Access to basic services in households that received any of the programs was also different from those that did not. Among those with Bolsa Família, for example, 39.5% had sewage linked to the general system or septic tank connected to the general system, whereas in households that did not receive it, 72.2% had the service.

The same behavior was verified in relation to the ownership of goods, mainly washing machines and desktop computers. While among households that received the Bolsa Família in 2019, 32.0% had a washing machine and 12.6% had a deskpot computer, among those who did not receive it, 71.4% had a washing machine and 45.6% had a desktop computer.

Per capita real monthly average household earnings and ownership or access to goods or services by cash transfer programs of the Federal Government
Ownership or access to goods or services Cash transfer programs of the Federal Government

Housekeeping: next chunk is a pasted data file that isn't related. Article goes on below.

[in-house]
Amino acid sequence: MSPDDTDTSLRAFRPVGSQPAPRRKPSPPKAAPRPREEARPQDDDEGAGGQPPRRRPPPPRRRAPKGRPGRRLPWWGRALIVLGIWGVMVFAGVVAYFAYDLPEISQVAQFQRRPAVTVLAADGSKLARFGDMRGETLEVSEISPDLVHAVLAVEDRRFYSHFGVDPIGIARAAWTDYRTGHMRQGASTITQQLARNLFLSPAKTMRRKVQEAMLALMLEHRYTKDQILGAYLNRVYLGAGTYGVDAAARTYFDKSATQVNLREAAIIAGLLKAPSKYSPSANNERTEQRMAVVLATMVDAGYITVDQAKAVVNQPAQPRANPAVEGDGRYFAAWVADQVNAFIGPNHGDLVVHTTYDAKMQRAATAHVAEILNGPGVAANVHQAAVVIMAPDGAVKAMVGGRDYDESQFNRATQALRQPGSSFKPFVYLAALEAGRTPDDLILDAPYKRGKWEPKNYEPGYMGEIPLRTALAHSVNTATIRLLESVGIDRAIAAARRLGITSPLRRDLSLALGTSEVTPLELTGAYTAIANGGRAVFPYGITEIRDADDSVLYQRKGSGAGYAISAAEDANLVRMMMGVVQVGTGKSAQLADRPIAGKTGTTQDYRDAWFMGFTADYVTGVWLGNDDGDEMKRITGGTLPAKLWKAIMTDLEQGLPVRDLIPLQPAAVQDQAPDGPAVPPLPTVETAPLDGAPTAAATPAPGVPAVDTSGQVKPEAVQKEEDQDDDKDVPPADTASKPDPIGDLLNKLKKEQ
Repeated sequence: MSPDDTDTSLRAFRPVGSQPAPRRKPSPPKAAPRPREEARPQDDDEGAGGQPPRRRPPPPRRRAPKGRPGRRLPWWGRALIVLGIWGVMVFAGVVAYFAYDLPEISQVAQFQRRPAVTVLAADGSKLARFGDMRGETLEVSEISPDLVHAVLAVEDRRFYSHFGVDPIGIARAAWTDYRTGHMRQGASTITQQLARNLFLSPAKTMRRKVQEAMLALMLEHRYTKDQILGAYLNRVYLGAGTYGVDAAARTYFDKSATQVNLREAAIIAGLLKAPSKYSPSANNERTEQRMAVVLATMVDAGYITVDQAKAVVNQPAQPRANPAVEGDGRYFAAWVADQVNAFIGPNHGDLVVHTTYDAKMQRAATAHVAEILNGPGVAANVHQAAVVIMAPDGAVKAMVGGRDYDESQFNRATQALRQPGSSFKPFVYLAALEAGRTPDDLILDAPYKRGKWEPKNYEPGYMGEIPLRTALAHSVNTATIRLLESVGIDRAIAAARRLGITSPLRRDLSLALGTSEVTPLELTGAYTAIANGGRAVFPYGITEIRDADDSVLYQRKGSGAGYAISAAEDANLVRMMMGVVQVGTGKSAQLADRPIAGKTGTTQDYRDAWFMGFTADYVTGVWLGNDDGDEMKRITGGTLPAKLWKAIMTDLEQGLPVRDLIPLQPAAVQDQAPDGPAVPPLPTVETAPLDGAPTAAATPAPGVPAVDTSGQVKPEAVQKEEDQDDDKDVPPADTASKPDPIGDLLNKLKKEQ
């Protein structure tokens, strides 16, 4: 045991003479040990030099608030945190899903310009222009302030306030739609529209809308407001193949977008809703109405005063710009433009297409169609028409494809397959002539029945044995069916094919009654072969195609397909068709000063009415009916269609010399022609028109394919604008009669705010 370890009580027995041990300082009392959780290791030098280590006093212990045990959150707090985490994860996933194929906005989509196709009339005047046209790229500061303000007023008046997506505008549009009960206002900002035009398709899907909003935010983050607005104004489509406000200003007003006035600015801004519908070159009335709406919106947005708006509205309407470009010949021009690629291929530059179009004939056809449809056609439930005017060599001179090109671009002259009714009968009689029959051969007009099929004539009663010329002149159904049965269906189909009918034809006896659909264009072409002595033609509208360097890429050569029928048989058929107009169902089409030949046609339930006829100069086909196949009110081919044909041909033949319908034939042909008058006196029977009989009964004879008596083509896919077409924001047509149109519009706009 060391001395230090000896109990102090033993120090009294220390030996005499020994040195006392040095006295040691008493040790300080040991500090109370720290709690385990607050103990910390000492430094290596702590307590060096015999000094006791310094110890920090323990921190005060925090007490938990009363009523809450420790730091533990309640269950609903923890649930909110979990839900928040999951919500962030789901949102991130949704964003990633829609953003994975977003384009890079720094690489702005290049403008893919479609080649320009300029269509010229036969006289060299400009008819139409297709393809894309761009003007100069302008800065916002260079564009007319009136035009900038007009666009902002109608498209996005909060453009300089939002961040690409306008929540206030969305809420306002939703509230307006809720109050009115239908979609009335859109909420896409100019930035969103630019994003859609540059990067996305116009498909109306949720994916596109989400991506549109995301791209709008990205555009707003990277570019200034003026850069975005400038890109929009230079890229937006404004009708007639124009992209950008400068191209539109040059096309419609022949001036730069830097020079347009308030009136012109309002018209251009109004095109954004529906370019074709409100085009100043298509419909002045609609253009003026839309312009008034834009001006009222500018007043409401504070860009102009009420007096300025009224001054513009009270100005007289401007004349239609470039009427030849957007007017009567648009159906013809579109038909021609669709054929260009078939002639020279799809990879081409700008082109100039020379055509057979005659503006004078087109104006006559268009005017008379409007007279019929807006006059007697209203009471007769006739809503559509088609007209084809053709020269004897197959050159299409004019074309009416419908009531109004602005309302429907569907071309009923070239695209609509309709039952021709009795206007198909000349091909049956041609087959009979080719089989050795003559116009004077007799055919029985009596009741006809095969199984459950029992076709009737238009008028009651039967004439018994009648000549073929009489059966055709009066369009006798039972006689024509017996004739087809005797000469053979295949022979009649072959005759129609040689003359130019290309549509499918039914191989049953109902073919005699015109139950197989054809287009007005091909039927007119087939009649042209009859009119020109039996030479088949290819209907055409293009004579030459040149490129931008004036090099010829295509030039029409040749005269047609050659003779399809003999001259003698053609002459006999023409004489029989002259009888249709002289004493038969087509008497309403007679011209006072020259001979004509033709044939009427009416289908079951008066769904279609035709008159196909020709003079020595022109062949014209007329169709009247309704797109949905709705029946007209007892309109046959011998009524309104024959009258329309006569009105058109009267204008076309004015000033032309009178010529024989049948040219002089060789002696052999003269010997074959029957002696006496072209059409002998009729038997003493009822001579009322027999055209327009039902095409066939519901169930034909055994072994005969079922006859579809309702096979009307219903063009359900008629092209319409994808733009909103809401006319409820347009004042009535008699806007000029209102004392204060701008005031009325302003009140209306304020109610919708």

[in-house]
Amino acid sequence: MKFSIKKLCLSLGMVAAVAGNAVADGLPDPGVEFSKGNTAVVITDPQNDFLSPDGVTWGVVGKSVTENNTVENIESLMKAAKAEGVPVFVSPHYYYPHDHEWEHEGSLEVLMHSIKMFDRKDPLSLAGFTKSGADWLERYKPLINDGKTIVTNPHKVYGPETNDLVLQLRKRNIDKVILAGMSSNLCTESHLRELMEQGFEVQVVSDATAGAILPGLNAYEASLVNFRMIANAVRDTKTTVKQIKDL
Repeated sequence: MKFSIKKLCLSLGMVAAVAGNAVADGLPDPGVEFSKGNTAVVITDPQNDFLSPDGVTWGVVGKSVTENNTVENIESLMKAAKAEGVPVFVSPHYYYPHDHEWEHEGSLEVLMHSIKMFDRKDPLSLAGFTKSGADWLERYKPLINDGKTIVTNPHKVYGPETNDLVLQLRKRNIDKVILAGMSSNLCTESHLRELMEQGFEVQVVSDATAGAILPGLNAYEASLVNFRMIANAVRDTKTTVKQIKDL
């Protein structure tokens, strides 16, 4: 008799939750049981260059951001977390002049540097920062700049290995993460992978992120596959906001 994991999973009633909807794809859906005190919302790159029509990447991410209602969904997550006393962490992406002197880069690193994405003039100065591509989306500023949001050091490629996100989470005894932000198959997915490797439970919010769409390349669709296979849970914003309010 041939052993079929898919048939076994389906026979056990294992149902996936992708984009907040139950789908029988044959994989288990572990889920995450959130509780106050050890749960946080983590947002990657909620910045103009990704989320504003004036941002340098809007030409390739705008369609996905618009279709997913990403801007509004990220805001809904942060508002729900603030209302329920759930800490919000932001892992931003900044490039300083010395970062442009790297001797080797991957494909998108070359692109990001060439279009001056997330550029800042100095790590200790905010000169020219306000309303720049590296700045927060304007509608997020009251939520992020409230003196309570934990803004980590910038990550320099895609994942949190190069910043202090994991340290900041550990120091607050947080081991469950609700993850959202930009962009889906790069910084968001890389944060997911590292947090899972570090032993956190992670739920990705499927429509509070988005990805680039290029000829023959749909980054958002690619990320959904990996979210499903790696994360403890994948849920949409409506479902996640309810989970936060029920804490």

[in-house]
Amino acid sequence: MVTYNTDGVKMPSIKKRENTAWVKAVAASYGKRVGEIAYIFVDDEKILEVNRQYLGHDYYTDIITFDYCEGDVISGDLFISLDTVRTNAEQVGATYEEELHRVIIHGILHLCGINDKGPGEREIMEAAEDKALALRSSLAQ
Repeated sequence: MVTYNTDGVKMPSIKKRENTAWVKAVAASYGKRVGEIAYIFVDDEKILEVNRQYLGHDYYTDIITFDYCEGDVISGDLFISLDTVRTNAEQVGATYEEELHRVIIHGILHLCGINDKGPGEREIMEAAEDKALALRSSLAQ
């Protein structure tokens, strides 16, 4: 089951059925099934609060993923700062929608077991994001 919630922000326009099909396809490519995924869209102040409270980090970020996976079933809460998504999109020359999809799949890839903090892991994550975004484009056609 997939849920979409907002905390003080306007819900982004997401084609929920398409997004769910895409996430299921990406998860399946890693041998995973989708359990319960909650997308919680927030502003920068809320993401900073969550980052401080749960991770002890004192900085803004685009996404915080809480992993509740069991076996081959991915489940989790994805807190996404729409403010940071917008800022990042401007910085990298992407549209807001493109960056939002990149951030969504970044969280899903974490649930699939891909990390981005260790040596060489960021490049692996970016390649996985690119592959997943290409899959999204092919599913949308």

Recieving Bolsa Família Not receiving Bolsa Família Revceiving BPC-LOAS Not receiving BPC-LOAS
Per capita real monthly average household earnings (1) 352 1641 755 1433
Access to services (%)
Water supply from general network 71.6 87.7 80.2 85.7
Sanitary sewer service with  general network, stormwater network or septic tank linked to network 39.5 72.2 55.5 68.3
Waste collection 76.1 93.7 87.6 91.5
Lighting 99.2 99.8 99.7 99.8
Onewrship of goods (%)
Refrigerator 95.3 98.6 96.5 98.2
Washing macinhe 32.0 71.4 45.8 66.9
TV 94.0 96.5 94.5 96.3
Computer 12.6 45.6 17.0 42.1
(1) At prices (R$) of 2019.